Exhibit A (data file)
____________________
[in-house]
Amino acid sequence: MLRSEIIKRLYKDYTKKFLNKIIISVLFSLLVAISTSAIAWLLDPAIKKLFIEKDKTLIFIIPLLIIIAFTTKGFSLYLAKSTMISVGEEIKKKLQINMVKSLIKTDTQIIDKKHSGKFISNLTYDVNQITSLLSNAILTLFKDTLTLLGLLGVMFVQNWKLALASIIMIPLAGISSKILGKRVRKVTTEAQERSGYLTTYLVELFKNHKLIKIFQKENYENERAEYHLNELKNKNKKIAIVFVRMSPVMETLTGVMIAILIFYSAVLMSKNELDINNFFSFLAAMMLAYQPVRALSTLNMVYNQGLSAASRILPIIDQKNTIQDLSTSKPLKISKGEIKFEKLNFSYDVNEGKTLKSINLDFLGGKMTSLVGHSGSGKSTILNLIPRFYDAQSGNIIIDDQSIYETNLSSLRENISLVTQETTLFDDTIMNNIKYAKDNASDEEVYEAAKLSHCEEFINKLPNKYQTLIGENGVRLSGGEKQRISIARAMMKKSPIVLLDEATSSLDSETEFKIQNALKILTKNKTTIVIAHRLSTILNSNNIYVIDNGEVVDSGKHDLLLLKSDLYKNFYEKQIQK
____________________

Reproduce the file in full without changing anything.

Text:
[in-house]
Amino acid sequence: MLRSEIIKRLYKDYTKKFLNKIIISVLFSLLVAISTSAIAWLLDPAIKKLFIEKDKTLIFIIPLLIIIAFTTKGFSLYLAKSTMISVGEEIKKKLQINMVKSLIKTDTQIIDKKHSGKFISNLTYDVNQITSLLSNAILTLFKDTLTLLGLLGVMFVQNWKLALASIIMIPLAGISSKILGKRVRKVTTEAQERSGYLTTYLVELFKNHKLIKIFQKENYENERAEYHLNELKNKNKKIAIVFVRMSPVMETLTGVMIAILIFYSAVLMSKNELDINNFFSFLAAMMLAYQPVRALSTLNMVYNQGLSAASRILPIIDQKNTIQDLSTSKPLKISKGEIKFEKLNFSYDVNEGKTLKSINLDFLGGKMTSLVGHSGSGKSTILNLIPRFYDAQSGNIIIDDQSIYETNLSSLRENISLVTQETTLFDDTIMNNIKYAKDNASDEEVYEAAKLSHCEEFINKLPNKYQTLIGENGVRLSGGEKQRISIARAMMKKSPIVLLDEATSSLDSETEFKIQNALKILTKNKTTIVIAHRLSTILNSNNIYVIDNGEVVDSGKHDLLLLKSDLYKNFYEKQIQK